Thursday, April 26, 2012

Hand Drawn?

Ain't It Cool Nooz quotes Diz Co.'s animation research library:
... Ron [Clements] and John [Musker] are currently working to develop the next hand-drawn feature at Disney Animation. (Sorry, we can’t tell you what that is.) ...

Hand-drawn? The way Princess and the Frog is hand-drawn?

Uuuhhhhhh ....

11 comments:

Matt DeWater said...

This post has Paperman-style written all over it.

...I hope.

Floyd Norman said...

What I've seen so far is pretty darn impressive.

Finalefireworker said...

For somebody who's not in the industry, could somebody explain why Princess in the Frog isn't "hand drawn"? Is it because it was done on computers?

Does that mean every sketch was made on the computer?

Matthew Maners said...

PATF was hand drawn, not sure why someone would think otherwise. We did a bit of 3d throughout but you would be hard pressed to know what is 3d in that film. We did do the effects work on Cintiqs and used toon boom but we were still drawing it by hand.

Finalefireworker said...

Thanks for the explanation, Matt. I'm a big fan of animation and do a lot of what I consider "research" on this blog, so I was pretty confused and intrigued by the remark...

But one thing I've learned in my years of lurking is that animators have incredibly diverse opinions. So if somebody has a differing perspective, I'd like to hear that too.

-Anthony

Bob Harper said...

It's all semantics. People call it 2D, hand drawn or traditional.

In my opinion "traditional" in it's purist sense would be how animation was produced by the majority of studios during the Golden Age. All frames, drawn on paper, and then inked and painted onto cels and filmed on top of hand painted, on paper, backgrounds.

In that regards pure traditional is pretty much dead. But hand drawn animation is very much alive, whether it be done in a cintiq or tablet, it is still drawing frames of animation, cleaning them up and coloring them.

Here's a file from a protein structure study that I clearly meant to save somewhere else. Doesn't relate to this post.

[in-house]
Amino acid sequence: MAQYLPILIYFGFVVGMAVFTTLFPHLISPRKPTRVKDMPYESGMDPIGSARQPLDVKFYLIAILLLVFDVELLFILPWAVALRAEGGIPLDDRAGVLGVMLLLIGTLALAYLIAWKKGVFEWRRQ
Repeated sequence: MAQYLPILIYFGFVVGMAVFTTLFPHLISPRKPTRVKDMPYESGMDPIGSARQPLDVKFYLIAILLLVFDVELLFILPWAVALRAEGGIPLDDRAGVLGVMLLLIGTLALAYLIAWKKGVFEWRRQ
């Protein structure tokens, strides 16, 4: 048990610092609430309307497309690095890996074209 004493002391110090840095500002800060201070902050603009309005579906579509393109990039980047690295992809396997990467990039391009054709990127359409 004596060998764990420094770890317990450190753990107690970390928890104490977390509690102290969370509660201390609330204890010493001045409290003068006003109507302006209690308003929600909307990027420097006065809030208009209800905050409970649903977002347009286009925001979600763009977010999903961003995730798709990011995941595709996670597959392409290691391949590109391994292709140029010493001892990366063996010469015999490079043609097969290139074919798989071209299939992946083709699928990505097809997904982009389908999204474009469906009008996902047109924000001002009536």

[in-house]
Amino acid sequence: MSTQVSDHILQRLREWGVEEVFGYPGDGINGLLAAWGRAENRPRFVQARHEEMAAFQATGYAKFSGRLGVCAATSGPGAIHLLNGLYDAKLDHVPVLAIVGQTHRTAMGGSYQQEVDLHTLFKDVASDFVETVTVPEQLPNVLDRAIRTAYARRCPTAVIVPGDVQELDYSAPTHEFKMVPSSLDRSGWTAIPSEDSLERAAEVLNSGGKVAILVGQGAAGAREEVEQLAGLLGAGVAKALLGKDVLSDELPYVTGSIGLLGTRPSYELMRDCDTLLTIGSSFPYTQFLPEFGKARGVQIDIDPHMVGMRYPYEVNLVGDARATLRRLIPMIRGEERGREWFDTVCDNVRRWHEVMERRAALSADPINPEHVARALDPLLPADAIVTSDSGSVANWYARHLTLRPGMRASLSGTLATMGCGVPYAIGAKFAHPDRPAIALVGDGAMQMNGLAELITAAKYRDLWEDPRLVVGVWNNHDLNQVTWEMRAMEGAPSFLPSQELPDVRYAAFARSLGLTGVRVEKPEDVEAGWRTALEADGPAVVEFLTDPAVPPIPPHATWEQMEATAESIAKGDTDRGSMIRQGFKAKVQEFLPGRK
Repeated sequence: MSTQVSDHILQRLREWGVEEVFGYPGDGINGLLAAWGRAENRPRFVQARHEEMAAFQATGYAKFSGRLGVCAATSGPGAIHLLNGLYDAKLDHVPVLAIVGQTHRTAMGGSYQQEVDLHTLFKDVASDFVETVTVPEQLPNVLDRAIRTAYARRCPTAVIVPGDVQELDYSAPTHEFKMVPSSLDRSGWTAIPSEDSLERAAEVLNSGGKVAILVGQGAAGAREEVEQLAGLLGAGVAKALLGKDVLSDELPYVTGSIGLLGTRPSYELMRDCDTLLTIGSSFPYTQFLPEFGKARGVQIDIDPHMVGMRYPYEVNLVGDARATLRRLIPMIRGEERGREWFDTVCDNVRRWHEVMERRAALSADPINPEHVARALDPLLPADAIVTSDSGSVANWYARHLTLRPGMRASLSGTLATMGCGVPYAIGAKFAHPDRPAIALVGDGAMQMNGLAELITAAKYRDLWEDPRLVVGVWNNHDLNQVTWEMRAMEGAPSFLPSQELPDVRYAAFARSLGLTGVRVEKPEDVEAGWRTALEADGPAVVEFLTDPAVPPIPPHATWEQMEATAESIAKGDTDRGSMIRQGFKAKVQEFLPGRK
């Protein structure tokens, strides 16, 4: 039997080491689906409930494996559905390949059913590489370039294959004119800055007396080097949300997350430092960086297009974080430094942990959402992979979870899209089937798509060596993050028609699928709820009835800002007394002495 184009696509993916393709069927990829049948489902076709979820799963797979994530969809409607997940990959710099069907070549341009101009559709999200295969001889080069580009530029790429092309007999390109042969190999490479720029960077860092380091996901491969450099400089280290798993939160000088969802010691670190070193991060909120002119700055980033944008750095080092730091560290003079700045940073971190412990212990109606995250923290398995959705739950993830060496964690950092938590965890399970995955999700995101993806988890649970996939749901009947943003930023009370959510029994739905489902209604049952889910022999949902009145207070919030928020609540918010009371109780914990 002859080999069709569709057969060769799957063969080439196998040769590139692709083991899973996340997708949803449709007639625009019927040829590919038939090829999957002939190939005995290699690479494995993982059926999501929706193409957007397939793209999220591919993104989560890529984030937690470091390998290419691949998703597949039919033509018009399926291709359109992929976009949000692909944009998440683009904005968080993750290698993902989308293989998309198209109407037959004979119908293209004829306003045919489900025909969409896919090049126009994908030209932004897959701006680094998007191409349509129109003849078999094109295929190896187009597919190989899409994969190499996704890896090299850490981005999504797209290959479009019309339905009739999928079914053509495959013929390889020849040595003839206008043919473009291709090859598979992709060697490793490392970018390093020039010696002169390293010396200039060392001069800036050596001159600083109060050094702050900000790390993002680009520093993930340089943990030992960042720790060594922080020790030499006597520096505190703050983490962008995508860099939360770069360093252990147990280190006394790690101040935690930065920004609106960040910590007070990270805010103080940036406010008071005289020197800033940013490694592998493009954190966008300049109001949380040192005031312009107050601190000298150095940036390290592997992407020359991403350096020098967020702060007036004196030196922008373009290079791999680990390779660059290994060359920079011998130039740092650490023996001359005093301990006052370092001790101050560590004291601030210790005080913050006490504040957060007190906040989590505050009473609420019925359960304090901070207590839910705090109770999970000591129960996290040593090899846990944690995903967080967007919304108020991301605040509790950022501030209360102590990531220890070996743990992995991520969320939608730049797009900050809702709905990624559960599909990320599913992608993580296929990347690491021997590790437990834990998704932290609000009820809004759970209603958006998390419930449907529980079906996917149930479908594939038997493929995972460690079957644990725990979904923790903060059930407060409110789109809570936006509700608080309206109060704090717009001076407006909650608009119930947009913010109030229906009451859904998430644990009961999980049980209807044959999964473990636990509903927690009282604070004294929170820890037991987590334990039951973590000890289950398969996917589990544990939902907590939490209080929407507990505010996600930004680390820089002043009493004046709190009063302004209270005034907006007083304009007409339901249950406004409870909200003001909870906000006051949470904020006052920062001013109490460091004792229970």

CG is Computer Generated, which the computer provides many of the frames and the characters are no longer drawn, but manipulated like puppets. This can include crude flat animation like Southpark or some Flash projects or something as advanced as what Pixar and Dreamworks produce.

2D now refers to style, rather than technique and what used to be called 3D is now CG. And then you have those productions that encompass all of those techniques or like many of the movies coming out this year employ stop motion, which would be physical puppets, manipulated by hand and shot with a camera.

Floyd Norman said...

I really don't care what they call it, it's just regrettable that top talents such as Glen Keane and Andreas Deja are no longer working at Disney.

I'm reminded of a comment Joe Grant made as we were returning from lunch a few years ago. "Where are the artists?" he said.

It's not that Disney lacks artists today, it's just that technology - not art - seems to drive the process.

Celshader said...

I really don't care what they call it, it's just regrettable that top talents such as Glen Keane and Andreas Deja are no longer working at Disney.

I'd read that Glen Keane had left, but I did not know that Andreas Deja had left, too. I'm sorry to hear that. :^(

Inside The Hat said...

To Floyd:

1) Glen leaving had almost nothing to do with traditional animation (or the lack thereof) being done at Disney.

2) You say technology drives the process. What do you think drives the technology? Tangled was made because the art demanded 70 feet of realistic hair. Wreck-It Ralph is an homage to video games. Future projects also have high visual expectations that frankly can't be done traditionally. Paperman went the other direction and has an art house style. Ron and Johns film is also doing something unique. If anyone is doing cookie-cutter CG, it's Dreamworks. Disney is at least trying new things.

And the level of artistry from artists at Disney is some of the highest I've seen in a long, long time. From both young and old. So when you consistently lament Disney in your comments and blog, I suspect it comes from ignorance and some sentimental "back in my day" feelings, not from an actual observation.

Diablo said...

'1) Glen leaving had almost nothing to do with traditional animation (or the lack thereof) being done at Disney.'

Floyd never said Glenn left for that reason. You just read that into it.

'Disney is at least trying new things.'

Didn't Disney ALWAYS try new things? From sound to color to Xerox process to cg elements?

What some lament is Disney's cliches and cookie cutter storytelling. Like in "Tangled"!!

I expect more form Disney, because they have done better in the past.

d.

Anonymous said...

In that regards pure traditional is pretty much dead. But hand drawn animation is very much alive, whether it be done in a cintiq or tablet, it is still drawing frames of animation, cleaning them up and coloring them.

I really don't care what they call it [meaning traditional animation], it's just regrettable that top talents such as Glen Keane and Andreas Deja are no longer working at Disney.

Floyd never said Glenn left for that reason. You just read that into it.

I think he was making that connection.

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